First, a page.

Sneddon, then a 24-year-old Brigham Young University student, disappeared in August 2004 while hiking in China’s Yunnan Province. Sneddon, who grew up in Nebraska, served a mission for The Church of Jesus Christ of Latter-day Saints in South Korea before he disappeared.
When Chinese police and the U.S. Embassy could not find him, China said Sneddon likely fell to his death in Tiger Leaping Gorge, a report his parents did not believe plausible.
On Wednesday, a Japanese news source reported that Sneddon was abducted by agents of the North Korean government and whisked away some 2,500 miles from the Chinese province where he vanished. They claim Sneddon became an English tutor to Kim Jong-un, The news outlet, Yahoo News Japan cited South Korea's Abductees' Family Union for the information and claim Sneddon lives in Pyongyang, where he teaches English with his wife and children.
His mother, Kathleen Sneddon, said that the claim that her son is in North Korea doesn't surprise her at all.
"We just knew in our heart that he was alive, so we had to keep fighting," she said.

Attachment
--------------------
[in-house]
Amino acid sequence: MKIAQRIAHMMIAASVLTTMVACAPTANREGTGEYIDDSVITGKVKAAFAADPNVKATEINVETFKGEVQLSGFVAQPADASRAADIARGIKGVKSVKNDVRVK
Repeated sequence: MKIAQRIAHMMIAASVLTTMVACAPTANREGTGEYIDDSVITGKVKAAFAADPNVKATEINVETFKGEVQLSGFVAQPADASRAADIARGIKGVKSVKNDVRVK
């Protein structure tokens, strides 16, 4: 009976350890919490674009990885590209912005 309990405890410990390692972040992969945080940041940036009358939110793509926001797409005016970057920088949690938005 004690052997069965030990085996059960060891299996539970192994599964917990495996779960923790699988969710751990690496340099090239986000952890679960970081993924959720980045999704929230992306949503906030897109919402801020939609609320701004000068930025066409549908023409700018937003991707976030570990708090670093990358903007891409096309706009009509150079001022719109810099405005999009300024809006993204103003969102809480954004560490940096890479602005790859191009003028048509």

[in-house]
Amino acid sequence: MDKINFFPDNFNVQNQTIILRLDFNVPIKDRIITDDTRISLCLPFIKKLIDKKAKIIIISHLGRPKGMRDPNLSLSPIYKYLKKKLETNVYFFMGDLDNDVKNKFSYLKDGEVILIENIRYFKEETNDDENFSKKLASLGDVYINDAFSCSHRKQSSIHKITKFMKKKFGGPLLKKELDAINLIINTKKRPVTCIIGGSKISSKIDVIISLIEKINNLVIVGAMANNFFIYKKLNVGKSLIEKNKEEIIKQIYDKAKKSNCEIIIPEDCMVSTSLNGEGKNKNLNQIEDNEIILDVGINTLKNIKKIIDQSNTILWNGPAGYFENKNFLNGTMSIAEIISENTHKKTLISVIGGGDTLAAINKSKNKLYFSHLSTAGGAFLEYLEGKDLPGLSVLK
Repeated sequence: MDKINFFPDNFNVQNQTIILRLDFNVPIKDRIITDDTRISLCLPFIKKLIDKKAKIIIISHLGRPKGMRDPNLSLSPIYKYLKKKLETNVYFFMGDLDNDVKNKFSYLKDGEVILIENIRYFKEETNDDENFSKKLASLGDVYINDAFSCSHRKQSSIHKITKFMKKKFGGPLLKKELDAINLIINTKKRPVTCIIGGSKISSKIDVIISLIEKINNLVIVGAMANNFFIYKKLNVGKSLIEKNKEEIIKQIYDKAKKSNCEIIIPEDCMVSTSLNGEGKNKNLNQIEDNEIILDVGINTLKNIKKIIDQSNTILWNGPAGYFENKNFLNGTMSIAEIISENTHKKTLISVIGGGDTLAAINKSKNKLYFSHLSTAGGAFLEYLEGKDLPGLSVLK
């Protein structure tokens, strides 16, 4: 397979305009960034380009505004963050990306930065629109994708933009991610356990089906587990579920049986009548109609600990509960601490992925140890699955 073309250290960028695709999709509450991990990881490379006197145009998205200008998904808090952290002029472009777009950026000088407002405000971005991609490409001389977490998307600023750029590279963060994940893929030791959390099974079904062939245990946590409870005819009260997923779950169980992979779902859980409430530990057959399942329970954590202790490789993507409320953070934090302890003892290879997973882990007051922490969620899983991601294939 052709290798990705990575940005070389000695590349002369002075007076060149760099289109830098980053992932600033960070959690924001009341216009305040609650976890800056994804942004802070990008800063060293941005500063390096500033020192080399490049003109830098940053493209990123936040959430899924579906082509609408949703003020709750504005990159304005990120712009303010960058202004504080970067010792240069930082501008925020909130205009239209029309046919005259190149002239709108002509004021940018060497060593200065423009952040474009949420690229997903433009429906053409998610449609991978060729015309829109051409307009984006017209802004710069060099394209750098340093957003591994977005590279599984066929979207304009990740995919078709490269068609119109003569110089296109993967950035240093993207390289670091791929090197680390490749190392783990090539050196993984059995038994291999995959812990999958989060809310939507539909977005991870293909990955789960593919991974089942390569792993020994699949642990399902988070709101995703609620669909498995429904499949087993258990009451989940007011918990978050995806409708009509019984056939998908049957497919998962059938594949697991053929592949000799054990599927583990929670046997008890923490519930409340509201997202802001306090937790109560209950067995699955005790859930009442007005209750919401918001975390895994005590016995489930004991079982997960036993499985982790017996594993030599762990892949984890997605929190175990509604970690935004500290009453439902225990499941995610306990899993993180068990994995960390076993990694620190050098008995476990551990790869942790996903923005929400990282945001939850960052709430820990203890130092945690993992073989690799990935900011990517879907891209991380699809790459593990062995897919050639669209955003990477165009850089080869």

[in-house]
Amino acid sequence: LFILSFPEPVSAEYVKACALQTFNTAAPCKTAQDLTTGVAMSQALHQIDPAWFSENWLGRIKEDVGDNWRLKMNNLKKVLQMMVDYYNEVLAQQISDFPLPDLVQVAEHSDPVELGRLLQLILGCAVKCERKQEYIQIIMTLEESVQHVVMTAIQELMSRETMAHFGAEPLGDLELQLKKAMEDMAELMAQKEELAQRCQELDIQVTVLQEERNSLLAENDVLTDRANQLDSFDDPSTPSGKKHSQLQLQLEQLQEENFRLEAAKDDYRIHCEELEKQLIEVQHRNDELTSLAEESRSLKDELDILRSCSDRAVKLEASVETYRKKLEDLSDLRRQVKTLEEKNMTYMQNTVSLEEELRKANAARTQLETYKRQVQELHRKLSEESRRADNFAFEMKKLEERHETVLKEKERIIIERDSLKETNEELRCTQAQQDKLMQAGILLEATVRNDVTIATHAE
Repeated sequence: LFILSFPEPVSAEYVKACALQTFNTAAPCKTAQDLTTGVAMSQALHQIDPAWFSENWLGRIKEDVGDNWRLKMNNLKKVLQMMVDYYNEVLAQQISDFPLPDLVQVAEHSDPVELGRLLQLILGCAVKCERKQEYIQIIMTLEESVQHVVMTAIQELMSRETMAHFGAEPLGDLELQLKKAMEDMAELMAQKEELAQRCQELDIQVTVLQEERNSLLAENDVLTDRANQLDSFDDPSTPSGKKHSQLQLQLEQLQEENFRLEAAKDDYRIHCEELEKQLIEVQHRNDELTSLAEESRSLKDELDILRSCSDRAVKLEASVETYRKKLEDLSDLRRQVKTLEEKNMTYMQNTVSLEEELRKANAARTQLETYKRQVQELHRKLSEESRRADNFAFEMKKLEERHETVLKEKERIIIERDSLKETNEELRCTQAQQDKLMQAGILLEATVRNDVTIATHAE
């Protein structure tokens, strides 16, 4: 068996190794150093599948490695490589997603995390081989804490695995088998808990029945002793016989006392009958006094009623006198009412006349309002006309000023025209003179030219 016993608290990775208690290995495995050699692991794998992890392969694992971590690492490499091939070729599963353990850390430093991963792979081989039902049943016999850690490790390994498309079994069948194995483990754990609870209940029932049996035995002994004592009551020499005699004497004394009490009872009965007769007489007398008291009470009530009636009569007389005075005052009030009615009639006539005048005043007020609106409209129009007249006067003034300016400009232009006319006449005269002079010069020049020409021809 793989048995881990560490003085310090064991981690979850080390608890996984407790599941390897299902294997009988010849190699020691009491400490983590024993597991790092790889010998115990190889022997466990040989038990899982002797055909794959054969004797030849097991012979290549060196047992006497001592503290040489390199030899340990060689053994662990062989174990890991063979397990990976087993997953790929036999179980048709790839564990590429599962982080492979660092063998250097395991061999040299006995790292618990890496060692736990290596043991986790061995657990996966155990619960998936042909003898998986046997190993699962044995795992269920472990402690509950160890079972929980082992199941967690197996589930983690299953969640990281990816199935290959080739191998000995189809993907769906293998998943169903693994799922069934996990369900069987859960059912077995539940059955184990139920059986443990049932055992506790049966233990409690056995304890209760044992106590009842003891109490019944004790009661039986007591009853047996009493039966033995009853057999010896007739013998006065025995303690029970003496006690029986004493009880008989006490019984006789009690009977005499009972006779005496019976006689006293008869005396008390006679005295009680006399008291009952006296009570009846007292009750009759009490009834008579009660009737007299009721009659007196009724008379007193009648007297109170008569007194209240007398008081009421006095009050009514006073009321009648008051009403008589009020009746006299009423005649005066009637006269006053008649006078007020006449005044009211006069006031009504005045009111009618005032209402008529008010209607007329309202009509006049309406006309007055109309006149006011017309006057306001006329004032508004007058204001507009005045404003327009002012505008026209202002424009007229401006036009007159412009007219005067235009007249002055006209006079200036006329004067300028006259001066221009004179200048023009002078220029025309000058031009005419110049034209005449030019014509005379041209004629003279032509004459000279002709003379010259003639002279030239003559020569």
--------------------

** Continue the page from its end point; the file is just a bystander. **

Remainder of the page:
Sneddon's family said they have renewed hope in their son's case, while also noting the number of people believed to have been abducted by the North Korean dictatorial regime.
"One young man from Utah is a sad and woeful story. But when you look at the total number..." Roy Sneddon, David's father, told the Deseret News. "Pray for the people of North Korea that their lives will change."
The Deseret News also reported that the State Department announced Wednesday it has launched an investigation into Sneddon's disappearance.
The reported investigation came after members of Utah's congressional delegation asked lawmakers in Washington to probe whether Sneddon had been abducted by North Korea.
The province where Sneddon disappeared is in the far southwest corner of China, bordering Vietnam, Laos and Burma.
Source: Yahoo News Japan /Deseret News